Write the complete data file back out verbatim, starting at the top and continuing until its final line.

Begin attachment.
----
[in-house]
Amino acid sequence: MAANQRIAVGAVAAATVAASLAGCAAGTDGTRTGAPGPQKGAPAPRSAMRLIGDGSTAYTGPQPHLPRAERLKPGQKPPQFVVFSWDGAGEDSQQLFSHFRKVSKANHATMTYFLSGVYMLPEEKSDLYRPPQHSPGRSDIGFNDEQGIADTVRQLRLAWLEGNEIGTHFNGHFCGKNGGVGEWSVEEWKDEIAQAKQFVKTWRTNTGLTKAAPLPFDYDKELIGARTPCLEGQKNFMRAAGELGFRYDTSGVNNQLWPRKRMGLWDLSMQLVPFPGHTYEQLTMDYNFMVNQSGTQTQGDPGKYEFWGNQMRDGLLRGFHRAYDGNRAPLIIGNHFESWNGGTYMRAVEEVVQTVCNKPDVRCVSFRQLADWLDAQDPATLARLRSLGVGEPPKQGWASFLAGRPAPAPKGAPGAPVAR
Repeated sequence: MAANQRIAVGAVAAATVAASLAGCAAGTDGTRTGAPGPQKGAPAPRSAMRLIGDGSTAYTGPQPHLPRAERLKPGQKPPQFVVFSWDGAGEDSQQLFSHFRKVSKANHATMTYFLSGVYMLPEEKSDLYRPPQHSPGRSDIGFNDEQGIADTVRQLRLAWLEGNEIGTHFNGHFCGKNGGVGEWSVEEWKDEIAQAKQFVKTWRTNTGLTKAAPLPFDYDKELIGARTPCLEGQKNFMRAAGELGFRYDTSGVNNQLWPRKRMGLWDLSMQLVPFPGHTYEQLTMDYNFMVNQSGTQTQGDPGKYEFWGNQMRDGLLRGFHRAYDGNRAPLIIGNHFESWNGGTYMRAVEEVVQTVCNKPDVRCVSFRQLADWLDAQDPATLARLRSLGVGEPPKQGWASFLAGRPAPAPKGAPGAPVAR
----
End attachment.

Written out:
[in-house]
Amino acid sequence: MAANQRIAVGAVAAATVAASLAGCAAGTDGTRTGAPGPQKGAPAPRSAMRLIGDGSTAYTGPQPHLPRAERLKPGQKPPQFVVFSWDGAGEDSQQLFSHFRKVSKANHATMTYFLSGVYMLPEEKSDLYRPPQHSPGRSDIGFNDEQGIADTVRQLRLAWLEGNEIGTHFNGHFCGKNGGVGEWSVEEWKDEIAQAKQFVKTWRTNTGLTKAAPLPFDYDKELIGARTPCLEGQKNFMRAAGELGFRYDTSGVNNQLWPRKRMGLWDLSMQLVPFPGHTYEQLTMDYNFMVNQSGTQTQGDPGKYEFWGNQMRDGLLRGFHRAYDGNRAPLIIGNHFESWNGGTYMRAVEEVVQTVCNKPDVRCVSFRQLADWLDAQDPATLARLRSLGVGEPPKQGWASFLAGRPAPAPKGAPGAPVAR
Repeated sequence: MAANQRIAVGAVAAATVAASLAGCAAGTDGTRTGAPGPQKGAPAPRSAMRLIGDGSTAYTGPQPHLPRAERLKPGQKPPQFVVFSWDGAGEDSQQLFSHFRKVSKANHATMTYFLSGVYMLPEEKSDLYRPPQHSPGRSDIGFNDEQGIADTVRQLRLAWLEGNEIGTHFNGHFCGKNGGVGEWSVEEWKDEIAQAKQFVKTWRTNTGLTKAAPLPFDYDKELIGARTPCLEGQKNFMRAAGELGFRYDTSGVNNQLWPRKRMGLWDLSMQLVPFPGHTYEQLTMDYNFMVNQSGTQTQGDPGKYEFWGNQMRDGLLRGFHRAYDGNRAPLIIGNHFESWNGGTYMRAVEEVVQTVCNKPDVRCVSFRQLADWLDAQDPATLARLRSLGVGEPPKQGWASFLAGRPAPAPKGAPGAPVAR